Is COVID-19 Getting Less Lethal?

A very difficult question to answer

Gideon M-K; Health Nerd
6 min readOct 22, 2020


Sometimes I long for the days when I had hair so I could do something like this. Source: Pexels

In this era of vast uncertainty, one thing that has remained constant is the innumerable questions. When is this going to end? Are children at risk to the virus? Is ordering fried chicken three nights in a row a terrible idea?*

And one really quite important query: is COVID-19 getting less lethal over time?

Something that can really only be properly answered while staring into a crystal ball. Source: Pexels

If you listen to the headlines, the answer is an emphatic yes. According to many news sources, recent evidence has shown that COVID-19 is now less lethal than it was earlier in the year, which may be down to better treatments, mutations in the virus, or whatever theory is most popular at the time of writing.

And don’t get me wrong: I also think that the answer to this question is almost certainly yes. Over time, with newer treatments and improved modalities of care, it’s pretty much a sure thing that COVID-19 will kill fewer of the people that it infects. However, there’s a huge caveat to all of this — we expect that the virus will get less lethal, but the timeline of that reduction is very much in the air. I would be perfectly comfortable saying that, in 10 years’ time, you are probably very substantially less likely to die from the disease. But today compared to March? Or April? That’s a much more challenging question to answer, despite the headlines.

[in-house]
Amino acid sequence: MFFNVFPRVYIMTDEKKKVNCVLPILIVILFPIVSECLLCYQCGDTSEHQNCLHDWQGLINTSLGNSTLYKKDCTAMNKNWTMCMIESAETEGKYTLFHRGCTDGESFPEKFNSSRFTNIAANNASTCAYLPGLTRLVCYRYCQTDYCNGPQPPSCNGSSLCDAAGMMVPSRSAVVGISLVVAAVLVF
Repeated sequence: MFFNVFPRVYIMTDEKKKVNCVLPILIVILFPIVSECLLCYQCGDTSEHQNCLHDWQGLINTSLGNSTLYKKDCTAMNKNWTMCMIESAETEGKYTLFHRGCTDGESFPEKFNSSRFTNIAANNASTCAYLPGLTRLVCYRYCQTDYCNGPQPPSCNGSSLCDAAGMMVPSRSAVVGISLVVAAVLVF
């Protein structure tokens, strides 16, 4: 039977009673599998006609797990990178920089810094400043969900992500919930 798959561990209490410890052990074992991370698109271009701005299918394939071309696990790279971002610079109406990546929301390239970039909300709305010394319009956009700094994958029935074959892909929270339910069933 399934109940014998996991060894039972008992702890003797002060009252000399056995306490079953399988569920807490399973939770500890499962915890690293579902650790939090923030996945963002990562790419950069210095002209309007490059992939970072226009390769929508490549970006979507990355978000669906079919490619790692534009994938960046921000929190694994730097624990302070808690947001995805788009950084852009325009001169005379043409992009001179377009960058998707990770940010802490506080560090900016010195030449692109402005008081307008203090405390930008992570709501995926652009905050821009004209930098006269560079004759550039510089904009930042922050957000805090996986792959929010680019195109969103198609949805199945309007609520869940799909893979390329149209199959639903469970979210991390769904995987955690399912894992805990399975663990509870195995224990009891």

As someone who has spent an enormous amount of time researching the death rate of COVID-19, I am incredibly interested in knowing the answers here.

So, how would we know if COVID-19 was becoming less dangerous for those infected?

The Science

The quickest and easiest way to examine death rates would be to look at the case-fatality rate (CFR) of COVID-19 over time. This is simply the ratio of deaths to the number of people testing positive to the disease, and if you look at the figures you immediately see a drop between March and now across the board.